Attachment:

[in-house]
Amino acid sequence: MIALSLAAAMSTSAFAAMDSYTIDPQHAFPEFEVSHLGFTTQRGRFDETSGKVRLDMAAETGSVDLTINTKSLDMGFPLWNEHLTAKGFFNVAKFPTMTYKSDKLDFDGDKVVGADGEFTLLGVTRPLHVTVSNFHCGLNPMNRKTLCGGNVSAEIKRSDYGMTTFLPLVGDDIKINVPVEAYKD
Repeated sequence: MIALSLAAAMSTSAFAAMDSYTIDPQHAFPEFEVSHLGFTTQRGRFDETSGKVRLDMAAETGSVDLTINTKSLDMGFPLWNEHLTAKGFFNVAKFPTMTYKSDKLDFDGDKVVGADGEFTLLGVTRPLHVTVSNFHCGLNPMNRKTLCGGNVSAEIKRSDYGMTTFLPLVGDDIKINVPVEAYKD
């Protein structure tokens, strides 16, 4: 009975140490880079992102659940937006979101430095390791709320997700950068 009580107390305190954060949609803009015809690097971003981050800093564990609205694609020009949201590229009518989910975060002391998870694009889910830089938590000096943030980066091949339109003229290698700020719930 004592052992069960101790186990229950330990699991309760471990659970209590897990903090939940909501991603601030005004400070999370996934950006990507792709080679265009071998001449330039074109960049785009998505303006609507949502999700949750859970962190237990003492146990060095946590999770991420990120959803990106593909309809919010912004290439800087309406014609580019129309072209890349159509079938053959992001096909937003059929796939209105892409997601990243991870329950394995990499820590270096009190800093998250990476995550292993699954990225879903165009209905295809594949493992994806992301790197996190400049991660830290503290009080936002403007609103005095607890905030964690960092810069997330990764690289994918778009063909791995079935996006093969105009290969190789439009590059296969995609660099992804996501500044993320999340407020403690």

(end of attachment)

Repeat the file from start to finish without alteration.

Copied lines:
[in-house]
Amino acid sequence: MIALSLAAAMSTSAFAAMDSYTIDPQHAFPEFEVSHLGFTTQRGRFDETSGKVRLDMAAETGSVDLTINTKSLDMGFPLWNEHLTAKGFFNVAKFPTMTYKSDKLDFDGDKVVGADGEFTLLGVTRPLHVTVSNFHCGLNPMNRKTLCGGNVSAEIKRSDYGMTTFLPLVGDDIKINVPVEAYKD
Repeated sequence: MIALSLAAAMSTSAFAAMDSYTIDPQHAFPEFEVSHLGFTTQRGRFDETSGKVRLDMAAETGSVDLTINTKSLDMGFPLWNEHLTAKGFFNVAKFPTMTYKSDKLDFDGDKVVGADGEFTLLGVTRPLHVTVSNFHCGLNPMNRKTLCGGNVSAEIKRSDYGMTTFLPLVGDDIKINVPVEAYKD
């Protein structure tokens, strides 16, 4: 009975140490880079992102659940937006979101430095390791709320997700950068 009580107390305190954060949609803009015809690097971003981050800093564990609205694609020009949201590229009518989910975060002391998870694009889910830089938590000096943030980066091949339109003229290698700020719930 004592052992069960101790186990229950330990699991309760471990659970209590897990903090939940909501991603601030005004400070999370996934950006990507792709080679265009071998001449330039074109960049785009998505303006609507949502999700949750859970962190237990003492146990060095946590999770991420990120959803990106593909309809919010912004290439800087309406014609580019129309072209890349159509079938053959992001096909937003059929796939209105892409997601990243991870329950394995990499820590270096009190800093998250990476995550292993699954990225879903165009209905295809594949493992994806992301790197996190400049991660830290503290009080936002403007609103005095607890905030964690960092810069997330990764690289994918778009063909791995079935996006093969105009290969190789439009590059296969995609660099992804996501500044993320999340407020403690």